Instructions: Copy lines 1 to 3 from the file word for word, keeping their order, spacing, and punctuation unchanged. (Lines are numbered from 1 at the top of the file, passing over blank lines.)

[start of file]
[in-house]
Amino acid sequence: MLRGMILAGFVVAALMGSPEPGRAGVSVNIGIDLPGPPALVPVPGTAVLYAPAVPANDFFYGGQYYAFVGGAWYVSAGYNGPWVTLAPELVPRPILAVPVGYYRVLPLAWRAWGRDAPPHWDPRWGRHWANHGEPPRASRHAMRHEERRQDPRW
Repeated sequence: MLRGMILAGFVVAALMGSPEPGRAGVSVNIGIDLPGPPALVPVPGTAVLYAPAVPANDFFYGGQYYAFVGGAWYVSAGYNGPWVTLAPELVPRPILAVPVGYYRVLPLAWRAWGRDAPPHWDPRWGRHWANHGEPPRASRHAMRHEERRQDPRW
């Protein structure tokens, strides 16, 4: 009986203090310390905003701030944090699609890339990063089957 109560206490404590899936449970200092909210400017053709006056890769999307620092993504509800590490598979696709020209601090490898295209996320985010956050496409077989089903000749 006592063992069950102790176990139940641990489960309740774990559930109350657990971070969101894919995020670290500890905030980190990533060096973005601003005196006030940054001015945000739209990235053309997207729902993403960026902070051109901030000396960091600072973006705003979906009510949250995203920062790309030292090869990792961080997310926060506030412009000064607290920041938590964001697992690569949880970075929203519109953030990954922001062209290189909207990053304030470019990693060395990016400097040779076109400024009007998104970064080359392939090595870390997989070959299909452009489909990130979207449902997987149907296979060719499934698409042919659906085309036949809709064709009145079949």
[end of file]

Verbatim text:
[in-house]
Amino acid sequence: MLRGMILAGFVVAALMGSPEPGRAGVSVNIGIDLPGPPALVPVPGTAVLYAPAVPANDFFYGGQYYAFVGGAWYVSAGYNGPWVTLAPELVPRPILAVPVGYYRVLPLAWRAWGRDAPPHWDPRWGRHWANHGEPPRASRHAMRHEERRQDPRW
Repeated sequence: MLRGMILAGFVVAALMGSPEPGRAGVSVNIGIDLPGPPALVPVPGTAVLYAPAVPANDFFYGGQYYAFVGGAWYVSAGYNGPWVTLAPELVPRPILAVPVGYYRVLPLAWRAWGRDAPPHWDPRWGRHWANHGEPPRASRHAMRHEERRQDPRW